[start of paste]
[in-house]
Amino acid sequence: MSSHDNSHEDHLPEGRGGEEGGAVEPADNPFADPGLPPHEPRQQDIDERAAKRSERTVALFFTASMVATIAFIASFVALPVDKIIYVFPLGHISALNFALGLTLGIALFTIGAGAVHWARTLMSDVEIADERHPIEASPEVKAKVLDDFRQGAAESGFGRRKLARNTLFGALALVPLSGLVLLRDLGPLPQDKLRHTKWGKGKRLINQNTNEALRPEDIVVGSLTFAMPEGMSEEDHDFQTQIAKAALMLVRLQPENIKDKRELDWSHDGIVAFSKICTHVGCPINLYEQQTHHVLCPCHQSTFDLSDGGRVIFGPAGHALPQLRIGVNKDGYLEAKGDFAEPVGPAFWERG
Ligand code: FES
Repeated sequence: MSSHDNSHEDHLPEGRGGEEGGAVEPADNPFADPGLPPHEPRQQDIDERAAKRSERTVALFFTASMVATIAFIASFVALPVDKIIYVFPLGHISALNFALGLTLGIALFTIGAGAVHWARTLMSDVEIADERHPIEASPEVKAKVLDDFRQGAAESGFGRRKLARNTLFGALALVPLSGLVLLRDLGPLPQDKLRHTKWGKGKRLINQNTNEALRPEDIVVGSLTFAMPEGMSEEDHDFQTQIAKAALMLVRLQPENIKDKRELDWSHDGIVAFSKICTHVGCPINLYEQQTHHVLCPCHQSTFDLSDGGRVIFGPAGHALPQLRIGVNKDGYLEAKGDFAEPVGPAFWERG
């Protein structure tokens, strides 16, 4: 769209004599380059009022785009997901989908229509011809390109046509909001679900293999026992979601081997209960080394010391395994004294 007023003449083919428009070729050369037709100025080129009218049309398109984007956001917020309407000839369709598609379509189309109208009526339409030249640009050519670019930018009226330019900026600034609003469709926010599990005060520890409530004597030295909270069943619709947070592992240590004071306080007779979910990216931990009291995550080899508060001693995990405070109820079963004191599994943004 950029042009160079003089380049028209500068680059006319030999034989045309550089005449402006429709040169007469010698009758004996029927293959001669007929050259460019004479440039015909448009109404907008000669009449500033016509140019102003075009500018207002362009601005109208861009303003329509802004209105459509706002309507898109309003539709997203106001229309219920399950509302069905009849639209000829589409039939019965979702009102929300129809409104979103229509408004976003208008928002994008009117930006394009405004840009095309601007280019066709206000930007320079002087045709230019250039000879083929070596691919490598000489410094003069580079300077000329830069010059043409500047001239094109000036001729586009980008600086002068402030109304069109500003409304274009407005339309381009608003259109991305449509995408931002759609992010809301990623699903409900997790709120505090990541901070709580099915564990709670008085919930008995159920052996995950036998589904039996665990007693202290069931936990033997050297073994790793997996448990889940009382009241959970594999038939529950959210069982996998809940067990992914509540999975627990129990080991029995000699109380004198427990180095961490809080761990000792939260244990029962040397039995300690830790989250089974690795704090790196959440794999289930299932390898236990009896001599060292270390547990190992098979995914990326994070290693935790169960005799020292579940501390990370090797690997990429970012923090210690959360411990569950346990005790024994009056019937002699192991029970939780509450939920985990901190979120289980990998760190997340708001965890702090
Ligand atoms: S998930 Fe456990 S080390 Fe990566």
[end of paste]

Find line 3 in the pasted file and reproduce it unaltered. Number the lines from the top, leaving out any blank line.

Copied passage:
Ligand code: FES